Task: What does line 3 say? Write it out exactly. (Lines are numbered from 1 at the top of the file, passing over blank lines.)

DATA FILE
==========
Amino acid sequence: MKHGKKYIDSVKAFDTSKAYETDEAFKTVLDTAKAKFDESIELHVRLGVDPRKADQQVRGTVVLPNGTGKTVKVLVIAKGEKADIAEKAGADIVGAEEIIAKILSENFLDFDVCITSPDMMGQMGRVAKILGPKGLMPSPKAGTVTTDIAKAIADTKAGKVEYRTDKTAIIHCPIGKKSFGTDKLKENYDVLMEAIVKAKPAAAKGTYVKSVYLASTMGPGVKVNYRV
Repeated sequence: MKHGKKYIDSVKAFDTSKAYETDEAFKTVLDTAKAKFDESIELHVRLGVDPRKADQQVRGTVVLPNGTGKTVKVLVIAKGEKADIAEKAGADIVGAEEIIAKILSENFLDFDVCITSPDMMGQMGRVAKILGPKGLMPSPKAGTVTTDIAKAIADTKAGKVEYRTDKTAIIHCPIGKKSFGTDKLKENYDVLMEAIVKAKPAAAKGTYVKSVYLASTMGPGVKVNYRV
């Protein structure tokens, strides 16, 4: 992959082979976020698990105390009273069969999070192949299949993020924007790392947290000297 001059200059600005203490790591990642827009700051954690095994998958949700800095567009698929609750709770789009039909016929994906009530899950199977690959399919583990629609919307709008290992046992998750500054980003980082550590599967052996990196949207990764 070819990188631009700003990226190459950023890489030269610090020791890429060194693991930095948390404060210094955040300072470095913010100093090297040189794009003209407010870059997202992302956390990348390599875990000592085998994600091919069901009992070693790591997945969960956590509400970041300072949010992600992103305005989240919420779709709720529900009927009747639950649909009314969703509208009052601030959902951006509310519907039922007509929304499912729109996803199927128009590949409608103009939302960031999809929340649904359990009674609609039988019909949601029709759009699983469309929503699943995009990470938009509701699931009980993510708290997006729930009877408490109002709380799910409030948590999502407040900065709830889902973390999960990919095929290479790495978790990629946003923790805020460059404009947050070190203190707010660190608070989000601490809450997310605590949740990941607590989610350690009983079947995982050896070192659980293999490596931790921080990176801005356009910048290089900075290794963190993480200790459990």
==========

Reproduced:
């Protein structure tokens, strides 16, 4: 992959082979976020698990105390009273069969999070192949299949993020924007790392947290000297 001059200059600005203490790591990642827009700051954690095994998958949700800095567009698929609750709770789009039909016929994906009530899950199977690959399919583990629609919307709008290992046992998750500054980003980082550590599967052996990196949207990764 070819990188631009700003990226190459950023890489030269610090020791890429060194693991930095948390404060210094955040300072470095913010100093090297040189794009003209407010870059997202992302956390990348390599875990000592085998994600091919069901009992070693790591997945969960956590509400970041300072949010992600992103305005989240919420779709709720529900009927009747639950649909009314969703509208009052601030959902951006509310519907039922007509929304499912729109996803199927128009590949409608103009939302960031999809929340649904359990009674609609039988019909949601029709759009699983469309929503699943995009990470938009509701699931009980993510708290997006729930009877408490109002709380799910409030948590999502407040900065709830889902973390999960990919095929290479790495978790990629946003923790805020460059404009947050070190203190707010660190608070989000601490809450997310605590949740990941607590989610350690009983079947995982050896070192659980293999490596931790921080990176801005356009910048290089900075290794963190993480200790459990």